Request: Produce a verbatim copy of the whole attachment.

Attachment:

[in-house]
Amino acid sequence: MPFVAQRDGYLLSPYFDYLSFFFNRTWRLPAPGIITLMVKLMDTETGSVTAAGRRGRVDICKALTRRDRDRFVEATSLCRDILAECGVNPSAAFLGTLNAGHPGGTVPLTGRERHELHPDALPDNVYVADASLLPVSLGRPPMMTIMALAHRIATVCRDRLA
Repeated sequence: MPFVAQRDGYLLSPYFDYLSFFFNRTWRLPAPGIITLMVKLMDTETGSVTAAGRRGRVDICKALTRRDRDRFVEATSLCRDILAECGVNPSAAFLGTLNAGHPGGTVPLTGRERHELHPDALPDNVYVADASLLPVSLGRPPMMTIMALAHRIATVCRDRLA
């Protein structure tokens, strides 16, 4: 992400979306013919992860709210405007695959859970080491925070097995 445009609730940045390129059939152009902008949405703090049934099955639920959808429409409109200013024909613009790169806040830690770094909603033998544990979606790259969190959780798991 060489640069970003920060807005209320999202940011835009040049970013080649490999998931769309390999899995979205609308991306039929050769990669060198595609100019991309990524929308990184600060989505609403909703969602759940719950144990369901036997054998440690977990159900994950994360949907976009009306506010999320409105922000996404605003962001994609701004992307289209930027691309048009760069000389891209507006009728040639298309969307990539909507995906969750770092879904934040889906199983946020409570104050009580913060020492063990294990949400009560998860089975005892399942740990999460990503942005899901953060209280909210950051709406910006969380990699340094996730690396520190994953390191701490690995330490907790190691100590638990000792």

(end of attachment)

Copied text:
[in-house]
Amino acid sequence: MPFVAQRDGYLLSPYFDYLSFFFNRTWRLPAPGIITLMVKLMDTETGSVTAAGRRGRVDICKALTRRDRDRFVEATSLCRDILAECGVNPSAAFLGTLNAGHPGGTVPLTGRERHELHPDALPDNVYVADASLLPVSLGRPPMMTIMALAHRIATVCRDRLA
Repeated sequence: MPFVAQRDGYLLSPYFDYLSFFFNRTWRLPAPGIITLMVKLMDTETGSVTAAGRRGRVDICKALTRRDRDRFVEATSLCRDILAECGVNPSAAFLGTLNAGHPGGTVPLTGRERHELHPDALPDNVYVADASLLPVSLGRPPMMTIMALAHRIATVCRDRLA
């Protein structure tokens, strides 16, 4: 992400979306013919992860709210405007695959859970080491925070097995 445009609730940045390129059939152009902008949405703090049934099955639920959808429409409109200013024909613009790169806040830690770094909603033998544990979606790259969190959780798991 060489640069970003920060807005209320999202940011835009040049970013080649490999998931769309390999899995979205609308991306039929050769990669060198595609100019991309990524929308990184600060989505609403909703969602759940719950144990369901036997054998440690977990159900994950994360949907976009009306506010999320409105922000996404605003962001994609701004992307289209930027691309048009760069000389891209507006009728040639298309969307990539909507995906969750770092879904934040889906199983946020409570104050009580913060020492063990294990949400009560998860089975005892399942740990999460990503942005899901953060209280909210950051709406910006969380990699340094996730690396520190994953390191701490690995330490907790190691100590638990000792």